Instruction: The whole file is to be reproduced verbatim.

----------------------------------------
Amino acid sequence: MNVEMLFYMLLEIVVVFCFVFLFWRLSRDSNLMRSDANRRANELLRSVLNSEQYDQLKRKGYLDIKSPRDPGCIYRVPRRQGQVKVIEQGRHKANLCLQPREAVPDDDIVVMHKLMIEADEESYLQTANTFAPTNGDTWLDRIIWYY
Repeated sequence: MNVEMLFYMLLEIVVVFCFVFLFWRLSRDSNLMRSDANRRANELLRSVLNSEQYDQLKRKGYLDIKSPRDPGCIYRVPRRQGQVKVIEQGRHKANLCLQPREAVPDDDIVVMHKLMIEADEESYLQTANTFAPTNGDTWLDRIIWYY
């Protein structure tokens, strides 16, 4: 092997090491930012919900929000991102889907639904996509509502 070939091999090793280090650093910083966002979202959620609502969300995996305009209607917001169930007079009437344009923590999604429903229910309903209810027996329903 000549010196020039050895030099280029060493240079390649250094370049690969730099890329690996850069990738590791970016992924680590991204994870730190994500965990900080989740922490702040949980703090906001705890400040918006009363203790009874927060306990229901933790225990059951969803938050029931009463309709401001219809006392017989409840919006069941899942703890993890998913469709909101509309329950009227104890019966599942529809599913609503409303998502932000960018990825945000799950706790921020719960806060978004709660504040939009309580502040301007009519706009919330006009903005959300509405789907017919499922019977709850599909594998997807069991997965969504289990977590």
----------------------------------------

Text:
Amino acid sequence: MNVEMLFYMLLEIVVVFCFVFLFWRLSRDSNLMRSDANRRANELLRSVLNSEQYDQLKRKGYLDIKSPRDPGCIYRVPRRQGQVKVIEQGRHKANLCLQPREAVPDDDIVVMHKLMIEADEESYLQTANTFAPTNGDTWLDRIIWYY
Repeated sequence: MNVEMLFYMLLEIVVVFCFVFLFWRLSRDSNLMRSDANRRANELLRSVLNSEQYDQLKRKGYLDIKSPRDPGCIYRVPRRQGQVKVIEQGRHKANLCLQPREAVPDDDIVVMHKLMIEADEESYLQTANTFAPTNGDTWLDRIIWYY
């Protein structure tokens, strides 16, 4: 092997090491930012919900929000991102889907639904996509509502 070939091999090793280090650093910083966002979202959620609502969300995996305009209607917001169930007079009437344009923590999604429903229910309903209810027996329903 000549010196020039050895030099280029060493240079390649250094370049690969730099890329690996850069990738590791970016992924680590991204994870730190994500965990900080989740922490702040949980703090906001705890400040918006009363203790009874927060306990229901933790225990059951969803938050029931009463309709401001219809006392017989409840919006069941899942703890993890998913469709909101509309329950009227104890019966599942529809599913609503409303998502932000960018990825945000799950706790921020719960806060978004709660504040939009309580502040301007009519706009919330006009903005959300509405789907017919499922019977709850599909594998997807069991997965969504289990977590």